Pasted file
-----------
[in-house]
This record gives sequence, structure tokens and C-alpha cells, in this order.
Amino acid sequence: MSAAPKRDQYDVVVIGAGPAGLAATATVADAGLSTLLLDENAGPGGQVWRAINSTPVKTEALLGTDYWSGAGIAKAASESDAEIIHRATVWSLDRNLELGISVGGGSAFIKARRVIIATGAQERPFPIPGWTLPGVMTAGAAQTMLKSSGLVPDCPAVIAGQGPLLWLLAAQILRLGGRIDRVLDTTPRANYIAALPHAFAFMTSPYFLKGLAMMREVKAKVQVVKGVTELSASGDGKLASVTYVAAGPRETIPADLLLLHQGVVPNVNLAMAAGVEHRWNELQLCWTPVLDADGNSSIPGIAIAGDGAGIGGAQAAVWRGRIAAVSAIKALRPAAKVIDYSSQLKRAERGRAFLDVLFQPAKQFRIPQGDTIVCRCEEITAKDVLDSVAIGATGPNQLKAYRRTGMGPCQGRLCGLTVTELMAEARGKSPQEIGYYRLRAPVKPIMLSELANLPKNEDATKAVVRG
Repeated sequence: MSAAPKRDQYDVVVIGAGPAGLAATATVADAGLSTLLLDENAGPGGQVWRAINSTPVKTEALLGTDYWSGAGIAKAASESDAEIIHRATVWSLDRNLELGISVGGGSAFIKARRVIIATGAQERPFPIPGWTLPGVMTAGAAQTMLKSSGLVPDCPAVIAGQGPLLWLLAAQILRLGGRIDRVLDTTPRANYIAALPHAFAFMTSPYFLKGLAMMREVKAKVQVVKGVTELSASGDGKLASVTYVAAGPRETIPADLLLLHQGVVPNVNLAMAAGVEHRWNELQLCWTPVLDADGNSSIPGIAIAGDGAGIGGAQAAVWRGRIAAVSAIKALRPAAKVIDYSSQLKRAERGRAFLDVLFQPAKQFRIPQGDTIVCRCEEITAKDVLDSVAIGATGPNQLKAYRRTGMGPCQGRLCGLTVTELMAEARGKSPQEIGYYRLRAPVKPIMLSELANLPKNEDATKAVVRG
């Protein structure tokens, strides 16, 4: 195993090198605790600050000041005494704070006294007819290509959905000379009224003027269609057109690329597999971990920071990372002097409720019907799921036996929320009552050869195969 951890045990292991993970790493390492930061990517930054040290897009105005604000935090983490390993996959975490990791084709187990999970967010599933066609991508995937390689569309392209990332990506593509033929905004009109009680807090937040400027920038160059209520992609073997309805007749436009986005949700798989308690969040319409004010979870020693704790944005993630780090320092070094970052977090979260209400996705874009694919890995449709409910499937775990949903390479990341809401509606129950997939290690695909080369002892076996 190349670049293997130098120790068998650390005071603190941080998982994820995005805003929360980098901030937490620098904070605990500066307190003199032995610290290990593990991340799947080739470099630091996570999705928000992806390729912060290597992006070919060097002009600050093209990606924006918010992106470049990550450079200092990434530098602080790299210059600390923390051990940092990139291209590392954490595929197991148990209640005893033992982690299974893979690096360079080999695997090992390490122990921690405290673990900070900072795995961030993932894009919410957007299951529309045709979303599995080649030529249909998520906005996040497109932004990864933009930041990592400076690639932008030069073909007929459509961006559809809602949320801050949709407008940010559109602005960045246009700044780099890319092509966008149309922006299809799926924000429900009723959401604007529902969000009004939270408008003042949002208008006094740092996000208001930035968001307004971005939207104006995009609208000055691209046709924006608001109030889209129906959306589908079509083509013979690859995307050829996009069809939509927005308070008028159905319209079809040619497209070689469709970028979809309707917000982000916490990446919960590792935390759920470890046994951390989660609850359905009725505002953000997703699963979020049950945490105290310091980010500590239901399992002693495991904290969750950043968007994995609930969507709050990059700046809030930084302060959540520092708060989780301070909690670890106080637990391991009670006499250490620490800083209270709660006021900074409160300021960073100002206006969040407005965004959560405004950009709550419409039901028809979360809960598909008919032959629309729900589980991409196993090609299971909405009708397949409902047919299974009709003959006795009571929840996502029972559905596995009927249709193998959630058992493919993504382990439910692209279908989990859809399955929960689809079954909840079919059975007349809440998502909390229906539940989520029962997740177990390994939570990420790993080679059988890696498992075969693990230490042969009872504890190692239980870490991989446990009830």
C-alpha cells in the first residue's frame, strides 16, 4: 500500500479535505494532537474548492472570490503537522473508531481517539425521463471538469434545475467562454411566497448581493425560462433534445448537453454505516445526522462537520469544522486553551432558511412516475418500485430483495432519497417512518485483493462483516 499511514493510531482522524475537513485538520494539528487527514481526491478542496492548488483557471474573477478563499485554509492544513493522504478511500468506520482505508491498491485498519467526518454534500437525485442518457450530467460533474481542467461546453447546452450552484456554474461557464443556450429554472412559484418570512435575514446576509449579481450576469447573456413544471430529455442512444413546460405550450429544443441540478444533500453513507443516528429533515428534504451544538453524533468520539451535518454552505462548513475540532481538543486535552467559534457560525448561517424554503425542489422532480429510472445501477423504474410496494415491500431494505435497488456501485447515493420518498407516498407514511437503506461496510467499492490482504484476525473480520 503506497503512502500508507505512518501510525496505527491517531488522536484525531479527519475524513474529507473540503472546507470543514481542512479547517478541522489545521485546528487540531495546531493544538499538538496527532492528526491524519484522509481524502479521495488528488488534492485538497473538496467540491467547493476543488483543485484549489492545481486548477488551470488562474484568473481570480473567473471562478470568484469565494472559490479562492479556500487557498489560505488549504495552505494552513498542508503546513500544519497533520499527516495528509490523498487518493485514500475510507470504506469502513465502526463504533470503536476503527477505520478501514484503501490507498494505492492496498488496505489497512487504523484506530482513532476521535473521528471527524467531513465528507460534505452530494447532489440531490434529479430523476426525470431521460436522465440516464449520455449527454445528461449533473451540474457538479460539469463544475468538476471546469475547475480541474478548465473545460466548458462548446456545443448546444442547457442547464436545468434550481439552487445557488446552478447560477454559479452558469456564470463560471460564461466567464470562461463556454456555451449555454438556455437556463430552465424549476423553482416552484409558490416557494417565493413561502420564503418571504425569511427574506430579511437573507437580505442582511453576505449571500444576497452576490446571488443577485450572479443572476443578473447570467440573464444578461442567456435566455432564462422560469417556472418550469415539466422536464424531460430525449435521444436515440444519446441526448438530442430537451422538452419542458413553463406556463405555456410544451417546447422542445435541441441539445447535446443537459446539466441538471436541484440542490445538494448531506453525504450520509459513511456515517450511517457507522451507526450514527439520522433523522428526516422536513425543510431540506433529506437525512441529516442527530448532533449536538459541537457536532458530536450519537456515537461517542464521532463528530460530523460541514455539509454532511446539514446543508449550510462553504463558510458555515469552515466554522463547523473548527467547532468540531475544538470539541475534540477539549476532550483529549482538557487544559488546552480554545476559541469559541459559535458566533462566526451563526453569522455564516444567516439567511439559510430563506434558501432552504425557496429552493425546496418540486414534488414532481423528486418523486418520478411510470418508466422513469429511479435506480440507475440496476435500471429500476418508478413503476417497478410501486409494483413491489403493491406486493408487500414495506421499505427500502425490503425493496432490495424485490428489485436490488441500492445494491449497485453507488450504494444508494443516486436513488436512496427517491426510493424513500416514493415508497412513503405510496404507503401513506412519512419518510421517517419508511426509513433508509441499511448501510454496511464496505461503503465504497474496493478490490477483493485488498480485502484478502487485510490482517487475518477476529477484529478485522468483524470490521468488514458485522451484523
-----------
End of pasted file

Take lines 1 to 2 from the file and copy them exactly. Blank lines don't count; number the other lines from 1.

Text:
[in-house]
This record gives sequence, structure tokens and C-alpha cells, in this order.